For men, few things are more basic than the need for a father, the presence of a man who can provide a nourishing example. I suppose a case can be made that even if his father is seriously flawed, a boy can establish some kind of tangible foothold on his existence, someone or something to which he can react in a meaningful way.
A sequel to the astonishing “City of God,” Paulo Morelli’s “City of Men” captures the abysmal conditions of gang life in the squalid areas of Rio de Janiero. But at the center of it all is a quest for identity and direction in a world in which few boys have fathers. They’re street kids, veritable urchins. One is Acerola or “Ace” (Douglas Silva), who knows only that his father was killed. At 18, he is still the boy, married and the father of a tyke named Clayton. His best friend is Laranjinha (Jonathan Haagensen), whose nickname is Wallace. He is looking for his father so that he can get an ID card and prove that he exists.
Ace and Wallace are buddies, watching each other’s backs in the gang-infested environment in which urban warriors with guns battle for command of areas like Dead End Mountain. It’s a place in which, as an act of revenge, kids will burn a grandmother out of her home on a whim, leaving her disconsolate, sitting on a curb, wondering what she will now do with her life. It is a “city” of no escape, and watching the activities of men and boys who live in hovels on the side of a hill, you may wonder about those who talk about the virtues of free will over environment.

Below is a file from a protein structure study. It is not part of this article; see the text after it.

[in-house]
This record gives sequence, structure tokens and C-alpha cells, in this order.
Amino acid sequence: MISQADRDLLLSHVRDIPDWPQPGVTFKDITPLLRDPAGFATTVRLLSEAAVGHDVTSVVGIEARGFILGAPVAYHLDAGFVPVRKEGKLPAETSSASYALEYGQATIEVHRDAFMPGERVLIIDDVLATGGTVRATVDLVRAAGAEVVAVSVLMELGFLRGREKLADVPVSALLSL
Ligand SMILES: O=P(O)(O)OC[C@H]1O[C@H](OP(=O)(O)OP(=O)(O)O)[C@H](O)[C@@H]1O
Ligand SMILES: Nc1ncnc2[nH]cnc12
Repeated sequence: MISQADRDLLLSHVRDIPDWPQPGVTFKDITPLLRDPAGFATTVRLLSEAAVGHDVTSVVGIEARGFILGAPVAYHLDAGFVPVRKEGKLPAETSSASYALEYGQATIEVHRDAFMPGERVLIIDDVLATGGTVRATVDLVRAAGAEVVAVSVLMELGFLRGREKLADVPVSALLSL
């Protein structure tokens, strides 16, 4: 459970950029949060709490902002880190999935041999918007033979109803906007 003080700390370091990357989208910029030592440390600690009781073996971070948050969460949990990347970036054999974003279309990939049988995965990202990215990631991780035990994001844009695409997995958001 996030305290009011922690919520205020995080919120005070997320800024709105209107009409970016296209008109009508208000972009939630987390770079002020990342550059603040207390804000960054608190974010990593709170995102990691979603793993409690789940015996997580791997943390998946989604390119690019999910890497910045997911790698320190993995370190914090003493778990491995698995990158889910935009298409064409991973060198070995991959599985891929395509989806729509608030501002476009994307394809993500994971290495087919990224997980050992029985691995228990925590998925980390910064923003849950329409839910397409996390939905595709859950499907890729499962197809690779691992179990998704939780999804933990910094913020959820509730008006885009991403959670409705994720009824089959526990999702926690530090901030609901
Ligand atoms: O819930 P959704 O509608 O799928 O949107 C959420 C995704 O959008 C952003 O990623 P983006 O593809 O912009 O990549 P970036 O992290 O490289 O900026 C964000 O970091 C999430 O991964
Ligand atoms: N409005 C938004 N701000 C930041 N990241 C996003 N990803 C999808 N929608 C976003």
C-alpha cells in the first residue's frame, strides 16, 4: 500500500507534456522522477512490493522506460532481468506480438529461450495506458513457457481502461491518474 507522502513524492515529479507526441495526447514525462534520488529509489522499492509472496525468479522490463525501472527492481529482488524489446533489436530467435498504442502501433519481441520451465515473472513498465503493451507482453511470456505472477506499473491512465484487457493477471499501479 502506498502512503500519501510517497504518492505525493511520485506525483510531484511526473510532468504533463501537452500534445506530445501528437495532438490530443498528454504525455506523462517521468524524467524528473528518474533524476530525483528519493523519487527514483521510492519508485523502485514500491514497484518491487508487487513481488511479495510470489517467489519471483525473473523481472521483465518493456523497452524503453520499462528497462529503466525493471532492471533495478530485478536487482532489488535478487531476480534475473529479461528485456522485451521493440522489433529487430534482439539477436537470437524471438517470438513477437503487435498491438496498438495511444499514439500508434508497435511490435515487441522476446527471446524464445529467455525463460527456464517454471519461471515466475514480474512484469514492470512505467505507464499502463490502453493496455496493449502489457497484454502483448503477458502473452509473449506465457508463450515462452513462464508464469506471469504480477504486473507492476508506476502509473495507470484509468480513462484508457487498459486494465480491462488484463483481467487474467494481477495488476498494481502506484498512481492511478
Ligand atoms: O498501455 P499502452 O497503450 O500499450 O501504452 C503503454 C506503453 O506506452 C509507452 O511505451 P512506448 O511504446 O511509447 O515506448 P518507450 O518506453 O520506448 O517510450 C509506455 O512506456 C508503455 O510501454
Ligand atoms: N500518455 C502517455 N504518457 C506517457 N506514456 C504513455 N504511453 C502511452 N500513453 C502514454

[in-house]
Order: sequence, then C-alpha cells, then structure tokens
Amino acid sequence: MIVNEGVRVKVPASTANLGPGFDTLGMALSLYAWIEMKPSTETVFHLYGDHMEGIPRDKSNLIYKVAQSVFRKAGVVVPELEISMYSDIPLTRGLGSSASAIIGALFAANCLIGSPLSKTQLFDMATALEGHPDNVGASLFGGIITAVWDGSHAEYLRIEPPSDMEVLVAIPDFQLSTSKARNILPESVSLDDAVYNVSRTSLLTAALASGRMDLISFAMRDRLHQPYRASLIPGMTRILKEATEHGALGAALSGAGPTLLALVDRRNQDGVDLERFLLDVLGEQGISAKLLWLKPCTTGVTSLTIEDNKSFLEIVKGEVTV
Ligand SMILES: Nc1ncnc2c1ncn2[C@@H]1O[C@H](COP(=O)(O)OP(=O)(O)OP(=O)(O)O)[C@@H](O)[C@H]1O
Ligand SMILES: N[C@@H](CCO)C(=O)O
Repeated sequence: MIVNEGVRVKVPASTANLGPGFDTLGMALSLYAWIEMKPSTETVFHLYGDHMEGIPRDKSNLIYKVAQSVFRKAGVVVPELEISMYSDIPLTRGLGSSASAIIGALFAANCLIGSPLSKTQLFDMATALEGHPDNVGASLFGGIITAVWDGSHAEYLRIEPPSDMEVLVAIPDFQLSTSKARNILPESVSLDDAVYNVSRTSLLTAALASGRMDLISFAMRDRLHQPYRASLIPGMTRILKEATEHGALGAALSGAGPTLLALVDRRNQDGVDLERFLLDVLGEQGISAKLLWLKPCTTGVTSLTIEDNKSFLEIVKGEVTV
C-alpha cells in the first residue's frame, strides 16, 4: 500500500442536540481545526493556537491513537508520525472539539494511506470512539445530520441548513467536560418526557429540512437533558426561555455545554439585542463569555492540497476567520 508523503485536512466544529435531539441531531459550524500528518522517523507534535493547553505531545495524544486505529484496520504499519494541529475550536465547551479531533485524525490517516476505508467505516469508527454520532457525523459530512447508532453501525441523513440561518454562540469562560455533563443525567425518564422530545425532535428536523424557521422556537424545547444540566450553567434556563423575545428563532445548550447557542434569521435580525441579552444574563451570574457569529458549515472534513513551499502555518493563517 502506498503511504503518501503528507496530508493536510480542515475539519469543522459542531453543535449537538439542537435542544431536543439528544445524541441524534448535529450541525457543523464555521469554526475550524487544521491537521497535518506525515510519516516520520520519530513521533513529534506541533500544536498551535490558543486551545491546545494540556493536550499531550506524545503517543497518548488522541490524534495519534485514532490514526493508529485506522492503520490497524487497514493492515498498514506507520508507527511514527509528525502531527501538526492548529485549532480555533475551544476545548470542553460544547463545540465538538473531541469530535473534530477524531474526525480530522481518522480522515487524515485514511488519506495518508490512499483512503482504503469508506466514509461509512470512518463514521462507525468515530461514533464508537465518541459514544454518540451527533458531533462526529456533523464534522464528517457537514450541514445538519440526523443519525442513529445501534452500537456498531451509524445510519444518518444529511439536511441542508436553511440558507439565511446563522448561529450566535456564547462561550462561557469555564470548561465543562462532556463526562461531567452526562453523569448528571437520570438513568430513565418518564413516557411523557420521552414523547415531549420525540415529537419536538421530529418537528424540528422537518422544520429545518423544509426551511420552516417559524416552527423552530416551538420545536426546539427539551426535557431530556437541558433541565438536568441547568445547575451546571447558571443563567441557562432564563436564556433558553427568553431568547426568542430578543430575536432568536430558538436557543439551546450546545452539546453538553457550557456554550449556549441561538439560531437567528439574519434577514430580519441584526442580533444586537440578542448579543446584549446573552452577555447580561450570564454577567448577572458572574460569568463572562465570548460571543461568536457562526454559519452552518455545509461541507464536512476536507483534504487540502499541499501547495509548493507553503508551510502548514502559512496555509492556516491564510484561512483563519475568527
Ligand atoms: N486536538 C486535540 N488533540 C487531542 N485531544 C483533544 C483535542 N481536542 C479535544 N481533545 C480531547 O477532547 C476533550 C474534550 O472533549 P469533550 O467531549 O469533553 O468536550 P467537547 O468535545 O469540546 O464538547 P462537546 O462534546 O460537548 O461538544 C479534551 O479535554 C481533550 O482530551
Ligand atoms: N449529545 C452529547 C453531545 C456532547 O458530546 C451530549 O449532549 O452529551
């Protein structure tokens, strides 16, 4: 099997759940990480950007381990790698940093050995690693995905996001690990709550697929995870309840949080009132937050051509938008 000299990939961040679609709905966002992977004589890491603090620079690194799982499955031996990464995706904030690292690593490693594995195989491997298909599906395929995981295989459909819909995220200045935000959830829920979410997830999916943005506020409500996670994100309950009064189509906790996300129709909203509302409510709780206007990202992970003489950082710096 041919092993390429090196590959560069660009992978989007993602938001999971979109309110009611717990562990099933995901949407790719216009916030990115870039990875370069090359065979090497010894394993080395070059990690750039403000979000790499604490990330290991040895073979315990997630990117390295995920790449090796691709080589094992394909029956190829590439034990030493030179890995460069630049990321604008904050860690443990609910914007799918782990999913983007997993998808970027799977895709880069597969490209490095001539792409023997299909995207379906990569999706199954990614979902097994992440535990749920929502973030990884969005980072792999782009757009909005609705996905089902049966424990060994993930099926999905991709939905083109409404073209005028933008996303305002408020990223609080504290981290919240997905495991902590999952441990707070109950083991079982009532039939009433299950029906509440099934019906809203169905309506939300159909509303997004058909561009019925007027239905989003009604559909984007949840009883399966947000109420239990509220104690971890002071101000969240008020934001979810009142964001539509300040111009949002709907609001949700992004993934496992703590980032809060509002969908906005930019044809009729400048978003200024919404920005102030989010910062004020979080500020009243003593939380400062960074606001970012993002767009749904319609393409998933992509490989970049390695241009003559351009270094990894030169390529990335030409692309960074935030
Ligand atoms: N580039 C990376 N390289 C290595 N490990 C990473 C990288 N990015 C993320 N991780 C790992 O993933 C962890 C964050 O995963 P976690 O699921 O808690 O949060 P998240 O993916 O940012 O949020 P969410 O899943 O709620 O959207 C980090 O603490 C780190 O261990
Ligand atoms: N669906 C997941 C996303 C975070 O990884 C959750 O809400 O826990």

Though he has no father of his own, Ace cares enough about Wallace to research his father’s identity and then mount a search for him. The sire turns out to be an ex-convict named Heraldo, who at first shuns his son. Later, they effect a tenuous bond, attached to some mystery about Heraldo’s unwillingness to shelter Ace.
In the meantime, we witness gunfights that threaten the lives of both Ace and Wallace. We fear for their safety and wonder whether they can ever escape their squalor. Perhaps there is hope with Ace’s wife, who can make as much as $30,000 working as a nanny in another city.
But that means Ace will have to care for Clayton; taking this responsibility and having fun with the boys is now his challenge.
“City of Men” does not have that piercing naturalistic horror and drive of its predecessor. But it stands on its own as a chronicle of enduring friendship in impossibly horrid circumstances, a sign that in a place or places we call dangerous there are always victims who yearn for something more but have no idea how to achieve that goal.
The film occasions us to wonder why a government can allow such squalor and inhumanity to exist, especially one that invites foreigners as tourists to its beautiful and picturesque cities and country.